Numerous investigations on various cancer subtypes have been carried out globally due to metformin’s strong anticancer effects. In bladder cancer T2DM patients, metformin intake reduced relapse (P<0.05) and advancement (P<0.05), as well as improved diseasespecific survival (P=0.002). Although, metformin failed to prevent cancer occurrence (P >0.05) in this 1,270,179 cases cohort from nine studies [7]. Metformin significantly decreased the risk of colorectal benign tumor, advanced adenoma, as well as colorectal cancer (P<<0.05), with a greater overall survival rate among metformin users, according to a Singaporean study that analyzed data from 58 studies [12]. Lung cancer occurrence was less likely in T2DM patients on metformin therapy in a cumulative observational study of 13 trials (P<<0.05) [20]. Meta-analysis on T2DM cases with breast cancer reported a reduction in chances of breast carcinoma (OR<1), a risk reduction of 45 percent, and increased overall survival [3,16]. The impact of metformin administration on biomarkers in patients of breast carcinoma includes low levels of insulin, glycemia, caspase-3, p-Akt, C - reactive protein, and overall lipid profile [15-21].

Atypical endometrial hyperplasia reversal was found in metformin users giving a 51.94% to 34.47% reduction in cell proliferation [10]. Furthermore, a comprehensive evaluation of seven studies found that metformin users had a decreased risk of endometrial cancer recurrence and higher overall survival (P=0.05) [2]. Also, a significant reduction in the incidence of ovarian cancer and an improved prognosis was reported in metformin users by a review that included thirteen research studies [15]. Additionally, pancreatic cancer overall survival increased in metformin users as found by two independent studies (P=0.001) [6]. Furthermore, in 1,660,795 individuals with carcinoma of the prostate, metformin significantly raised overall and cancer-specific survival along with reduced recurrence (P<<0.05), as reported by a systematic review of thirty study cohorts [4].

Therefore, we may state that metformin might be a prospective medicine used in conjunction with other cancer treatments. Metformin is a top competitor for cancer prevention, cancer therapeutic advancements, and tumor non-malignancy, according to several published research stated above. Due to its potential in the treatment of cancer, metformin can be used in radiotherapy and chemotherapy as a complementary drug for cancer treatment and prevention. Notably, synergisms between metformin and several anticancer medications and treatment modalities, including radiation, targeted therapies, and chemotherapy, have been described. Several biological processes may be in charge of the efficacy of metformin’s combinatorial effects considering various studies conducted on metformin as a monotherapy and as an adjuvant therapy for cancer treatment and management [5,9,11].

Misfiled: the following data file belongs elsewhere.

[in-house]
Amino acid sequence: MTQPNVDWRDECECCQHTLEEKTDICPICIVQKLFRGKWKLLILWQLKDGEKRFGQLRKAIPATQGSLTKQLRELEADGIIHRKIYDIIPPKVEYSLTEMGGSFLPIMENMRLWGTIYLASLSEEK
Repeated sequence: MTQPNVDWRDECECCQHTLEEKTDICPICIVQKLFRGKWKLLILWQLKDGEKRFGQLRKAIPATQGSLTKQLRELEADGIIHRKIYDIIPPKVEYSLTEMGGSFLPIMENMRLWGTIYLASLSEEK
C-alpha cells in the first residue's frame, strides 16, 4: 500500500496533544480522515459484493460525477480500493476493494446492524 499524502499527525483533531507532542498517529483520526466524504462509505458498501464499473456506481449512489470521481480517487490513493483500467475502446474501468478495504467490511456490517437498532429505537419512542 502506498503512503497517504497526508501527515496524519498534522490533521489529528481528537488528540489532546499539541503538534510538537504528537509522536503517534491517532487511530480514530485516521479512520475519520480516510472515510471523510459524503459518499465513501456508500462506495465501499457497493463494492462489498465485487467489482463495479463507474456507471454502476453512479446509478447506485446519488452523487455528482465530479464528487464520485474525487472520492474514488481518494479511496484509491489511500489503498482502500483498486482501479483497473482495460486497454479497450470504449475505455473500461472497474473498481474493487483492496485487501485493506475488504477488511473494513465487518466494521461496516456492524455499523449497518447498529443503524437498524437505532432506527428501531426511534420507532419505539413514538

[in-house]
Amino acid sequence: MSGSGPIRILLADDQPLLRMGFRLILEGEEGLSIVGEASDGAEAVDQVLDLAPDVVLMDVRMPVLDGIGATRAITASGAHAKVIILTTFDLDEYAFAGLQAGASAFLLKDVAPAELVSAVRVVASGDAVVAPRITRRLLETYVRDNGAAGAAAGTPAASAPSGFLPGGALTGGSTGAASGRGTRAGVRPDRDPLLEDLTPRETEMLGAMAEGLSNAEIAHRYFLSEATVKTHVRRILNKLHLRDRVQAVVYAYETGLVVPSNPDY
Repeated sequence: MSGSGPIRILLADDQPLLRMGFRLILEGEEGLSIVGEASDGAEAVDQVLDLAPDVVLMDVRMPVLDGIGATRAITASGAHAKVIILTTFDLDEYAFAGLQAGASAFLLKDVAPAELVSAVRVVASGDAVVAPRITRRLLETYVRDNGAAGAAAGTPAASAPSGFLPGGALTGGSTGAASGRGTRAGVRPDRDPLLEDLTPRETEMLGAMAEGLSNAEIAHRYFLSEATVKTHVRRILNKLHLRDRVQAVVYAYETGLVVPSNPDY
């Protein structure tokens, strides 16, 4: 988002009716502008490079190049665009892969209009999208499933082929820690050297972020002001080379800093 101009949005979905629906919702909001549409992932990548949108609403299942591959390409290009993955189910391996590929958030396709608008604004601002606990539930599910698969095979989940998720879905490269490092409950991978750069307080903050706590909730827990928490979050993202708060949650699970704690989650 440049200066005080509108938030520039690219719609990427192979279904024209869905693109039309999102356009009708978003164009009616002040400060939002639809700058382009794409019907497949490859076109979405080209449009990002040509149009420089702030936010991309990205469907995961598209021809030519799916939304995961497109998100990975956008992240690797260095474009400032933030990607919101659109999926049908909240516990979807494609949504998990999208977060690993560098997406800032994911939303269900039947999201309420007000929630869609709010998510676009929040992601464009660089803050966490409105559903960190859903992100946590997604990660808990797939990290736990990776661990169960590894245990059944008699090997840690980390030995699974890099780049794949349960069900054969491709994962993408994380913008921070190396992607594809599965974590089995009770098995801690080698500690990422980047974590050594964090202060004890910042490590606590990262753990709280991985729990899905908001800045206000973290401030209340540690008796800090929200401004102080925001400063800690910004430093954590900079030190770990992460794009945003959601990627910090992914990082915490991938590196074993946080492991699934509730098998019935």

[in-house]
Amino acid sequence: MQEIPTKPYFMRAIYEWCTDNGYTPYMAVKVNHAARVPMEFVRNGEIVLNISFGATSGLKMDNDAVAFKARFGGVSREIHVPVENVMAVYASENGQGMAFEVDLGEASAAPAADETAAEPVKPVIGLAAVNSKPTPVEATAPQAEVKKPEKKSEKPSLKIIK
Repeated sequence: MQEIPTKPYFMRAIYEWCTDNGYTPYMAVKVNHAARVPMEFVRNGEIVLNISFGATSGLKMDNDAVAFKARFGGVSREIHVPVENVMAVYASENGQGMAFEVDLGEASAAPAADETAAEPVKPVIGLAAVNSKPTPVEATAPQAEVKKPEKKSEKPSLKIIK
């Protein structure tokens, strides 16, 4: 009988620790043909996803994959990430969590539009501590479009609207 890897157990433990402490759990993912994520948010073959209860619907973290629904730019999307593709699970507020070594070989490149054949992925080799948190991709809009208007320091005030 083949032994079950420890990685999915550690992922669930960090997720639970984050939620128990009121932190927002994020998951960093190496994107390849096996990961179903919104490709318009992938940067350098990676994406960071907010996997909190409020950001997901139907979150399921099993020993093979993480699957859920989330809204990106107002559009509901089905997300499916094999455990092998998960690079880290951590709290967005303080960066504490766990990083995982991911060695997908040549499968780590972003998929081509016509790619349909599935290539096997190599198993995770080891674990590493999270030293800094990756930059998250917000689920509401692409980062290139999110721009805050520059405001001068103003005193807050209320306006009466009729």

Accordingly, metformin could be used in cancer treatment considering fewer or no side effects, little to no interference with other treatments, cost-effectiveness and accessibility. Future indepth research and cutting-edge cancer detection and treatment approaches based on cell genomics might aid in understanding the tumor response to the treatment. It is unclear why metformin improved treatment outcomes in some patients while having little impact on others. The reaction to metformin therapy is unambiguous in the context of different cancers studied in different ethnicities. As a result, we require additional knowledge in the domain of genetic polymorphisms, which will be the future focus of in-depth research. Additionally, metformin may be a potential drug for repurposing based on new lines of research in particular populations, including the evaluation of immunotherapy in combination, the efficacy and adverse effects, the method of administration and the record of consumption of this biguanide. In vitro and in vivo evidence of the antiproliferative activity of metformin and several ongoing clinical studies to evaluate its potential as an adjuvant therapy indicate its potential benefits and explain the need to elucidate the precise mechanism of metformin as an anticancer drug.


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© 2023 Saliha Rizvi. This is an open access article distributed under the terms of the Creative Commons Attribution License , which permits unrestricted use, distribution, and build upon your work non-commercially.